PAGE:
Natalia Cornelio, attorney and director of criminal justice reform for the Texas Civil Rights Project, told CNN this week that so far she hasn't seen any sense of urgency from Trump administration officials.

"The government began this process of separation with no plan, no plan for reunification, also no systems in place to track the parents and children and to ensure that communication happens between them," she said.

Without a clear plan in place, she said, it will be interesting to see how quickly officials respond with the judge's order -- or whether they appeal it.

"We just have to wait and see," she said, "but I do have hope I hadn't had before."

CNN's Tal Kopan, Nick Valencia and Christina Zdanowicz contributed to this report.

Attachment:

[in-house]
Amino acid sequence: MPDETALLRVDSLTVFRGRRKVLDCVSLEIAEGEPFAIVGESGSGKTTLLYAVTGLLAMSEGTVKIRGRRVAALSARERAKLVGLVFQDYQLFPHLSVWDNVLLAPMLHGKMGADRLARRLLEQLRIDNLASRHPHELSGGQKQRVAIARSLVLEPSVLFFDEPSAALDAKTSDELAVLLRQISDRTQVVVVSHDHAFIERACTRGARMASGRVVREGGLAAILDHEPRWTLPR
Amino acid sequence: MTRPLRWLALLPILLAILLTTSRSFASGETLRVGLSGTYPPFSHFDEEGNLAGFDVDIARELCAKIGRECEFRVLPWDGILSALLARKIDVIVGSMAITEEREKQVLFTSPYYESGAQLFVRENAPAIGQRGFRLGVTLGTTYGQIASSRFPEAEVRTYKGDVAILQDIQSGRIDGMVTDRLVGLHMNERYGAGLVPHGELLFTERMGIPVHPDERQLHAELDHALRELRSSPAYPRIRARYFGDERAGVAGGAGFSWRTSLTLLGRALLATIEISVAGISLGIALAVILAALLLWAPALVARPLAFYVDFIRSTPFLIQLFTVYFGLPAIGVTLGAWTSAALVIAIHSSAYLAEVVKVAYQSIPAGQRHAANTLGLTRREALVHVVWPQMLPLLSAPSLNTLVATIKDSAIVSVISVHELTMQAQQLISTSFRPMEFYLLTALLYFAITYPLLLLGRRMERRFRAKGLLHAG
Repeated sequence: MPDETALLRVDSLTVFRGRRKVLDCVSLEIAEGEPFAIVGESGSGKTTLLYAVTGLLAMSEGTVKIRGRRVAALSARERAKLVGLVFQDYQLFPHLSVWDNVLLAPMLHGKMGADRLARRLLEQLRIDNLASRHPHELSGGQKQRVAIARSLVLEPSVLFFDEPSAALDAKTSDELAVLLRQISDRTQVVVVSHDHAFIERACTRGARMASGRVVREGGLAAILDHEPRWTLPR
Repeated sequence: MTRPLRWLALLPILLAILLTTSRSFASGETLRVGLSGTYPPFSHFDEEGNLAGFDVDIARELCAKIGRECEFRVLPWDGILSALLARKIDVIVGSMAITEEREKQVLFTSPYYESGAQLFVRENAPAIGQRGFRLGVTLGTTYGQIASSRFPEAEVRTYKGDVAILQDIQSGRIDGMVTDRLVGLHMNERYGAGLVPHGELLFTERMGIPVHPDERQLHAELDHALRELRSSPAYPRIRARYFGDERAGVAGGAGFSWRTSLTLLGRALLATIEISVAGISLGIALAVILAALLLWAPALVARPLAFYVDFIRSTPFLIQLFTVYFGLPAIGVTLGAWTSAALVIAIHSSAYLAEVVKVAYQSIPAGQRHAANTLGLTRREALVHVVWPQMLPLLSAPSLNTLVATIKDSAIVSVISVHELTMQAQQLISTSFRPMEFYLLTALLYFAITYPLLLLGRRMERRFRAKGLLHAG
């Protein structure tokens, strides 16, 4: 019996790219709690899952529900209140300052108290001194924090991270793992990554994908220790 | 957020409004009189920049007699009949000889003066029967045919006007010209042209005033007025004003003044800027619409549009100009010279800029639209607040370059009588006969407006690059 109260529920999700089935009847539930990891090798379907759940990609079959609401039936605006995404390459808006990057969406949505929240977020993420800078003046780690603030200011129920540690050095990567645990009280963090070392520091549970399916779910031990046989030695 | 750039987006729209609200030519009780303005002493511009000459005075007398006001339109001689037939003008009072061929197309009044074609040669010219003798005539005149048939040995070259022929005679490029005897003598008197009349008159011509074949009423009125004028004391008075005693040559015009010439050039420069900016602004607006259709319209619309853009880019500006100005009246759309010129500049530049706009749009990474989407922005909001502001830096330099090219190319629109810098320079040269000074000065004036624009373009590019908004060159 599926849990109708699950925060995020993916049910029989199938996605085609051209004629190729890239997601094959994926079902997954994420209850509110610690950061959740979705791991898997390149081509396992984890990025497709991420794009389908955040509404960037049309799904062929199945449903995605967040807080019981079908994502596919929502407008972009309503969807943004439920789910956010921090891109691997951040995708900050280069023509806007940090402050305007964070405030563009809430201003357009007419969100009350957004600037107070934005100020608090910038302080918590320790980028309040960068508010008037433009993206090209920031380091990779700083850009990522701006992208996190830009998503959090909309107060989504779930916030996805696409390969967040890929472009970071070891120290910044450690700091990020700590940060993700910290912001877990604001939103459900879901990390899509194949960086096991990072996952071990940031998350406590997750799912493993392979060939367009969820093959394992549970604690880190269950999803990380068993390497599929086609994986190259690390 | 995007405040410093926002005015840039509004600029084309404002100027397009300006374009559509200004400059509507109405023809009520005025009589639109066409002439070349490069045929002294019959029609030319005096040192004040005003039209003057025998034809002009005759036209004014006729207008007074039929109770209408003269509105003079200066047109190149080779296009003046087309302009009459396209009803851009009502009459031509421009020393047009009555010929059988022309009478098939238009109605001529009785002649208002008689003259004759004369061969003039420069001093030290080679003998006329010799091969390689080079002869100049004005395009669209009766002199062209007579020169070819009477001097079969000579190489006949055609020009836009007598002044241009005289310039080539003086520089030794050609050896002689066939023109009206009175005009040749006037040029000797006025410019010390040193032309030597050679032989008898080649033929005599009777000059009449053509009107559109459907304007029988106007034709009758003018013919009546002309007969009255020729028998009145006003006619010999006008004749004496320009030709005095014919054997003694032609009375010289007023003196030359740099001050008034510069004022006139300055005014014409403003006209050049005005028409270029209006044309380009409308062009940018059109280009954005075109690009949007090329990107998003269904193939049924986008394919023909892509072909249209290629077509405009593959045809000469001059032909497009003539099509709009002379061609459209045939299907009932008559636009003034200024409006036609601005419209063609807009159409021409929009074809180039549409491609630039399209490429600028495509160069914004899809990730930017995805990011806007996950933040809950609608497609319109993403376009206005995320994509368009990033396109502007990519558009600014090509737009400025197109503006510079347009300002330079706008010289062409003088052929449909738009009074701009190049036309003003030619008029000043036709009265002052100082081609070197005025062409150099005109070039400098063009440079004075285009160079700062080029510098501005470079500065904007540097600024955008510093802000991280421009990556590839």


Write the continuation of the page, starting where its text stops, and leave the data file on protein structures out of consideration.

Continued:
Congressman denied entry to California child detention facility .
California Republican Rep. Jeff Denham knocked on the door of a small child detention facility in the suburbs of San Francisco on Monday, but left disappointed. Demonstrators attend a march and rally on June 30 outside the US Immigration and Customs Enforcement (ICE) detention facility in Los Angeles, California against the separation of immigrant families.